Hi and thank you but, I think here were taking about accuracy and for that the Southern California Earthquake Data Center (SCEDC), which operates at the Seismological Laboratory at Caltech and is the primary archive of seismological data for southern California, is a better and more up to date source. The source cited has a printing date of 1993, and the SCEDC information was last updated 01/31/2013. Shyncat (talk) 18:09, 27 September 2014 (UTC)

Better? By what standard? More up to date? Who determined that a more recent publication is better? I suggest leaving it as it is. It's fine. Dawnseeker2000 18:22, 27 September 2014 (UTC)

It is a far more reliable source because the Southern California Earthquake Data Center (SCEDC) operates at the Seismological Laboratory at Caltech and the Caltech/USGS catalog, which is maintained by the SCEDC, is the most complete archive of seismic data. They have taken all of the known earthquake data from 1932-present and rechecked the older parametric data and because the data is converted to the modern format the analysts can work with the same data as the scientists. This means the results are of higher accuracy with no translation errors. This is why we find that over time, in a number of cases, the magnitude or location of a past quake has changed. This is what we have here. The SCEDC is far more than two seismologists who cataloged, though sources with information valid as of 1993. Thank you Shyncat (talk) 17:09, 28 September 2014 (UTC)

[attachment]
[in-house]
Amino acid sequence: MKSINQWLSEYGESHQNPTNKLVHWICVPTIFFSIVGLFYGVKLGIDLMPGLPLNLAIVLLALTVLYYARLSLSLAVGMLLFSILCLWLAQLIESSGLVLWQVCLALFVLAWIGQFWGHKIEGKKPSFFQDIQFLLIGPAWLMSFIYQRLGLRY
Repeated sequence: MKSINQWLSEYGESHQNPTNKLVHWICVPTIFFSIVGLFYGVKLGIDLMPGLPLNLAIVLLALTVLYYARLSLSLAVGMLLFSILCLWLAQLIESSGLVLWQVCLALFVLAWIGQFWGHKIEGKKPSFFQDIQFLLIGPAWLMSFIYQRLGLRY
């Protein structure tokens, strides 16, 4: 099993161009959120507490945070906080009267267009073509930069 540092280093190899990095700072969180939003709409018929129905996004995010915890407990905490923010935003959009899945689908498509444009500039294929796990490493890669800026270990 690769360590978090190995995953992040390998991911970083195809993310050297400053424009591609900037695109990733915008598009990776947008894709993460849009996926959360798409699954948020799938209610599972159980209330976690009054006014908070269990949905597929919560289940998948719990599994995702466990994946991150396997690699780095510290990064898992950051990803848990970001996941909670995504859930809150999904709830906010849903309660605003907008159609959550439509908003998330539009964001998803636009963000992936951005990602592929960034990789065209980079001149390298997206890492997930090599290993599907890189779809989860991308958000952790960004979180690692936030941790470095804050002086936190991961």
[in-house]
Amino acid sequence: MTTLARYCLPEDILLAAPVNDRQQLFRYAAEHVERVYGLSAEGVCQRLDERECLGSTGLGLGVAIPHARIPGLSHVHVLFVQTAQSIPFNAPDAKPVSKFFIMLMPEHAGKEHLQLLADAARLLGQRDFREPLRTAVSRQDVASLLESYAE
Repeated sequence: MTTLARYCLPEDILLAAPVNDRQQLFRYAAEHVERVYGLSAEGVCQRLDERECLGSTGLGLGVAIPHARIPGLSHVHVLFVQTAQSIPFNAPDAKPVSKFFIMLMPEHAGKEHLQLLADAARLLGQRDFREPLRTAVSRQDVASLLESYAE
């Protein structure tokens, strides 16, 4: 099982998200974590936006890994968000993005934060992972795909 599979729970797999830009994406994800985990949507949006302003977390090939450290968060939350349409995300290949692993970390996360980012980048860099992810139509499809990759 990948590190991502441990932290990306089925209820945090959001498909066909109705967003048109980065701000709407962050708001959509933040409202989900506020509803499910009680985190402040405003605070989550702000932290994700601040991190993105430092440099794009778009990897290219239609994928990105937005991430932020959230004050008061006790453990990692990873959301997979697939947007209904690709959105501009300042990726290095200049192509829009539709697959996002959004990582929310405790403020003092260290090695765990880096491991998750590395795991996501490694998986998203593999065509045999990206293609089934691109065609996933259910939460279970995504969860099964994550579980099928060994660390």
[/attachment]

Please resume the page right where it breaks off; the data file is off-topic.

No, you're mistaken. To say one source is far more reliable over another is just not correct. How many different magnitudes do you think have been presented for this shock? More than a few I'd say. Please do not change it as all items in the encyclopedia that discuss the magnitude for this earthquake are in agreement (with several independent sources included). That's the best that we can do in situations like these. Dawnseeker2000 17:20, 28 September 2014 (UTC)

Hi, and sorry, but unless you make a convincing or correct argument, the article should stay as it is. The changes you've made reflect one organizations view on the event. There are many views, and the figure that's in the article (and others, with a separate, independent source) is fine. You can't argue that it's better; you just can't. See WP:STATUSQUO, Dawnseeker2000 17:57, 28 September 2014 (UTC)

No it is a reliable source, the USGS and Caltech think it is and the best is what should be used. If you want, ask for a second opinion as to what is best and we'll see. Shyncat (talk) 18:32, 28 September 2014 (UTC)

I'm not going to discuss this with you any longer because I don't think you understand the nature of the discussion. You keep saying "best" and that does not apply to these things. There are many magnitudes presented for damaging earthquakes. Sorry dude, you haven't got a good argument. Dawnseeker2000 19:40, 28 September 2014 (UTC)

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Reference Errors on 29 September[edit]